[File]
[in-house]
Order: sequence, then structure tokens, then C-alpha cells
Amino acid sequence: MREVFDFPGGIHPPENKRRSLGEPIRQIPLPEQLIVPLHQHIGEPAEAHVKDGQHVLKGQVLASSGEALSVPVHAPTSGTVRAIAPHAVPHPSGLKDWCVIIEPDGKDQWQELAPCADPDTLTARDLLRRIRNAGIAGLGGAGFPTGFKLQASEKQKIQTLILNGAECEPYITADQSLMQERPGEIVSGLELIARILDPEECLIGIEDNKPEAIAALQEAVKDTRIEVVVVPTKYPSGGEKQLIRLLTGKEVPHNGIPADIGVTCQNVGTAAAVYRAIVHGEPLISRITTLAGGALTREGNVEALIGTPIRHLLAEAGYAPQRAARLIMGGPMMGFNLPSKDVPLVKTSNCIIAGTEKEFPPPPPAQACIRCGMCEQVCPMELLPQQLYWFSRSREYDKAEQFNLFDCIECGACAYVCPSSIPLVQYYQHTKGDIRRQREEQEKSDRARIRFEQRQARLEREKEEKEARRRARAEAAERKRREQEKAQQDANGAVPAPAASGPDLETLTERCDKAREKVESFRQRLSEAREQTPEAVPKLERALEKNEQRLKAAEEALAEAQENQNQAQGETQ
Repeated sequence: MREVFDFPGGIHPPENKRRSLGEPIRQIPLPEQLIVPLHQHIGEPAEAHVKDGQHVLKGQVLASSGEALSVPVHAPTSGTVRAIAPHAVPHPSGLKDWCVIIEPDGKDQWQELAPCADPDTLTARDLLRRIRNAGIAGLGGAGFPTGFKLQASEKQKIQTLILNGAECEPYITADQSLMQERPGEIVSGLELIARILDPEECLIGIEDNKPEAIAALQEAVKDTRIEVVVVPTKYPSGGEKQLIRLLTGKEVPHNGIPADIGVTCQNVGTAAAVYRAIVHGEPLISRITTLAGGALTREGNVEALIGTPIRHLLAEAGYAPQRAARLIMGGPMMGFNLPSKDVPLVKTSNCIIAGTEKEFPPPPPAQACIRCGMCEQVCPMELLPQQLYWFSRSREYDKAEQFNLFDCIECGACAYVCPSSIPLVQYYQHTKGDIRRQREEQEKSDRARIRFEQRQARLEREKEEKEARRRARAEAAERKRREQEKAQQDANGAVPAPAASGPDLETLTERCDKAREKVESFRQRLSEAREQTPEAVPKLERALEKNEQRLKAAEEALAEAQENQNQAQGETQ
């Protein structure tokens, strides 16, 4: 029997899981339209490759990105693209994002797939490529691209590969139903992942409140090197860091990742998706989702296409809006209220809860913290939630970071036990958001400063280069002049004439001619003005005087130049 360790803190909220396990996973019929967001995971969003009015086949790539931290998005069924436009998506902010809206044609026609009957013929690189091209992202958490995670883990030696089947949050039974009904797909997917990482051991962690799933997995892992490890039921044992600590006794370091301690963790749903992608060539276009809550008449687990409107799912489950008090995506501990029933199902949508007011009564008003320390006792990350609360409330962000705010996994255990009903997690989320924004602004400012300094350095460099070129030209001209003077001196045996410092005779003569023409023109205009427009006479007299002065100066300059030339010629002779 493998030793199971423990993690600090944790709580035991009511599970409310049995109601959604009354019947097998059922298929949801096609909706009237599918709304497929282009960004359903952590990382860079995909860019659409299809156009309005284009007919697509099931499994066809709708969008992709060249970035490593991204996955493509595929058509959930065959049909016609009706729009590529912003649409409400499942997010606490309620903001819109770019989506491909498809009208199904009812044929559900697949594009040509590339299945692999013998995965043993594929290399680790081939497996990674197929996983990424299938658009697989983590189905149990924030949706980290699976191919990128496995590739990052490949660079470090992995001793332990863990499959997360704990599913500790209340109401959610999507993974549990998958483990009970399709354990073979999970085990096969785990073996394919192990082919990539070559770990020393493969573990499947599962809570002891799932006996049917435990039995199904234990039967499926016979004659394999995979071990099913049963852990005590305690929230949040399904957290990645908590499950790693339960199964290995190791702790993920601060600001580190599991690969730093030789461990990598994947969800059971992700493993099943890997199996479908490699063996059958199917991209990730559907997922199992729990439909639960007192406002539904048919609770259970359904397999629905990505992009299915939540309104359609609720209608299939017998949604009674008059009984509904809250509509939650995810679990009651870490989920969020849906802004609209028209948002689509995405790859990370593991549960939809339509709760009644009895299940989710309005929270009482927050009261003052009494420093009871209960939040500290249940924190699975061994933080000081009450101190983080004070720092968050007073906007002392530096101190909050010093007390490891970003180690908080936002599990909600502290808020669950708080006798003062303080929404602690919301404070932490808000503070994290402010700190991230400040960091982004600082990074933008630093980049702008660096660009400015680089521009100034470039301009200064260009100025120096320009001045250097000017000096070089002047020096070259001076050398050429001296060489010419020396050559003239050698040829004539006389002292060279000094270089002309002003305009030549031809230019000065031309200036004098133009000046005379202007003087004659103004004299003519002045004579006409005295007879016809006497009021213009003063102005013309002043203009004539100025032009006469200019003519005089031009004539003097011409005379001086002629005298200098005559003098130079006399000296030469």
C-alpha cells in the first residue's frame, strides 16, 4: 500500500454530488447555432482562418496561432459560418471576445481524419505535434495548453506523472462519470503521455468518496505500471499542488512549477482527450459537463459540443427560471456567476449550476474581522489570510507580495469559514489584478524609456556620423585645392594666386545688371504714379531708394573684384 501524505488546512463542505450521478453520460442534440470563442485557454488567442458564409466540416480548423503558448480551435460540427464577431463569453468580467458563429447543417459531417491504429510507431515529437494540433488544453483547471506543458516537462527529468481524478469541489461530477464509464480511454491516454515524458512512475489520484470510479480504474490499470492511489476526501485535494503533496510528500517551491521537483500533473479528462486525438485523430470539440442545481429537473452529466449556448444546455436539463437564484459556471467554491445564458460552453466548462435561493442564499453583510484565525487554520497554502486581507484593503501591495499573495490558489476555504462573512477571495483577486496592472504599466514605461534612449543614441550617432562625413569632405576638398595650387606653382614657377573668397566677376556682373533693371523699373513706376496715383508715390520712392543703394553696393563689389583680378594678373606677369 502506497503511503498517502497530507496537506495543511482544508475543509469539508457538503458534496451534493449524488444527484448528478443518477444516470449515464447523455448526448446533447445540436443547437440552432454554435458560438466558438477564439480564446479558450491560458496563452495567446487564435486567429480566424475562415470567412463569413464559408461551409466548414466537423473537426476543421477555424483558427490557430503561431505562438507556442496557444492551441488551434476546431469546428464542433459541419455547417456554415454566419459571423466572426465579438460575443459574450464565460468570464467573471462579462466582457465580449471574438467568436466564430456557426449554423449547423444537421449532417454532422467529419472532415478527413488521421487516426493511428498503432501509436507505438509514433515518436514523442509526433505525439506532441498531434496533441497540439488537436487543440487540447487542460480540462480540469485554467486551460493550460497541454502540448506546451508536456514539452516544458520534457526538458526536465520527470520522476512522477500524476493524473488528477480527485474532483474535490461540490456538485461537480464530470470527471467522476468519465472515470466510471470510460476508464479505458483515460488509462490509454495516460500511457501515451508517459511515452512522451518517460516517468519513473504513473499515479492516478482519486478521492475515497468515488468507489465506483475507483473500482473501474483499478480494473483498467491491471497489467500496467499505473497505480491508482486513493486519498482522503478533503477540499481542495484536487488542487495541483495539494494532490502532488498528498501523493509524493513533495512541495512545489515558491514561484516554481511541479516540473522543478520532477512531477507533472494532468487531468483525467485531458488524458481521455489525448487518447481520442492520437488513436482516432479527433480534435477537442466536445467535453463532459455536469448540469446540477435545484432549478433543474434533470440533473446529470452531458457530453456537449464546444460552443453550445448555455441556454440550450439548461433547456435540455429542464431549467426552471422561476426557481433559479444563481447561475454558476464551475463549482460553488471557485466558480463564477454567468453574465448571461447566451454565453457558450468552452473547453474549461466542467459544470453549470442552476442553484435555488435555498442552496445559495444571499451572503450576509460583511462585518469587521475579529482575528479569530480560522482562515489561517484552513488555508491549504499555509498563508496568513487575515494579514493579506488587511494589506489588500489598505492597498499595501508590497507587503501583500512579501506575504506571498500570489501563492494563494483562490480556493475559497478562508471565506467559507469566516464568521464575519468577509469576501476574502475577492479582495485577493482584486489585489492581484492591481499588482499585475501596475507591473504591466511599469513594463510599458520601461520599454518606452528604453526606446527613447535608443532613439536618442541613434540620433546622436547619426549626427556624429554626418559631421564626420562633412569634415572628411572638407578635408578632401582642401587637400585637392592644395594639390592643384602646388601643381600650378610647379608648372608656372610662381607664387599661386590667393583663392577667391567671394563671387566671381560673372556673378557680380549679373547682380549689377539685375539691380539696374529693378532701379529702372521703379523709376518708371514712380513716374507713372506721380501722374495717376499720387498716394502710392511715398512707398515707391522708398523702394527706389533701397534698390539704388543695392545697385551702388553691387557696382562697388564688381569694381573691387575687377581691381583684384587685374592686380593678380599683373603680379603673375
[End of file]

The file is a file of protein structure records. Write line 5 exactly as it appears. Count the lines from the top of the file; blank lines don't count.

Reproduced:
């Protein structure tokens, strides 16, 4: 029997899981339209490759990105693209994002797939490529691209590969139903992942409140090197860091990742998706989702296409809006209220809860913290939630970071036990958001400063280069002049004439001619003005005087130049 360790803190909220396990996973019929967001995971969003009015086949790539931290998005069924436009998506902010809206044609026609009957013929690189091209992202958490995670883990030696089947949050039974009904797909997917990482051991962690799933997995892992490890039921044992600590006794370091301690963790749903992608060539276009809550008449687990409107799912489950008090995506501990029933199902949508007011009564008003320390006792990350609360409330962000705010996994255990009903997690989320924004602004400012300094350095460099070129030209001209003077001196045996410092005779003569023409023109205009427009006479007299002065100066300059030339010629002779 493998030793199971423990993690600090944790709580035991009511599970409310049995109601959604009354019947097998059922298929949801096609909706009237599918709304497929282009960004359903952590990382860079995909860019659409299809156009309005284009007919697509099931499994066809709708969008992709060249970035490593991204996955493509595929058509959930065959049909016609009706729009590529912003649409409400499942997010606490309620903001819109770019989506491909498809009208199904009812044929559900697949594009040509590339299945692999013998995965043993594929290399680790081939497996990674197929996983990424299938658009697989983590189905149990924030949706980290699976191919990128496995590739990052490949660079470090992995001793332990863990499959997360704990599913500790209340109401959610999507993974549990998958483990009970399709354990073979999970085990096969785990073996394919192990082919990539070559770990020393493969573990499947599962809570002891799932006996049917435990039995199904234990039967499926016979004659394999995979071990099913049963852990005590305690929230949040399904957290990645908590499950790693339960199964290995190791702790993920601060600001580190599991690969730093030789461990990598994947969800059971992700493993099943890997199996479908490699063996059958199917991209990730559907997922199992729990439909639960007192406002539904048919609770259970359904397999629905990505992009299915939540309104359609609720209608299939017998949604009674008059009984509904809250509509939650995810679990009651870490989920969020849906802004609209028209948002689509995405790859990370593991549960939809339509709760009644009895299940989710309005929270009482927050009261003052009494420093009871209960939040500290249940924190699975061994933080000081009450101190983080004070720092968050007073906007002392530096101190909050010093007390490891970003180690908080936002599990909600502290808020669950708080006798003062303080929404602690919301404070932490808000503070994290402010700190991230400040960091982004600082990074933008630093980049702008660096660009400015680089521009100034470039301009200064260009100025120096320009001045250097000017000096070089002047020096070259001076050398050429001296060489010419020396050559003239050698040829004539006389002292060279000094270089002309002003305009030549031809230019000065031309200036004098133009000046005379202007003087004659103004004299003519002045004579006409005295007879016809006497009021213009003063102005013309002043203009004539100025032009006469200019003519005089031009004539003097011409005379001086002629005298200098005559003098130079006399000296030469």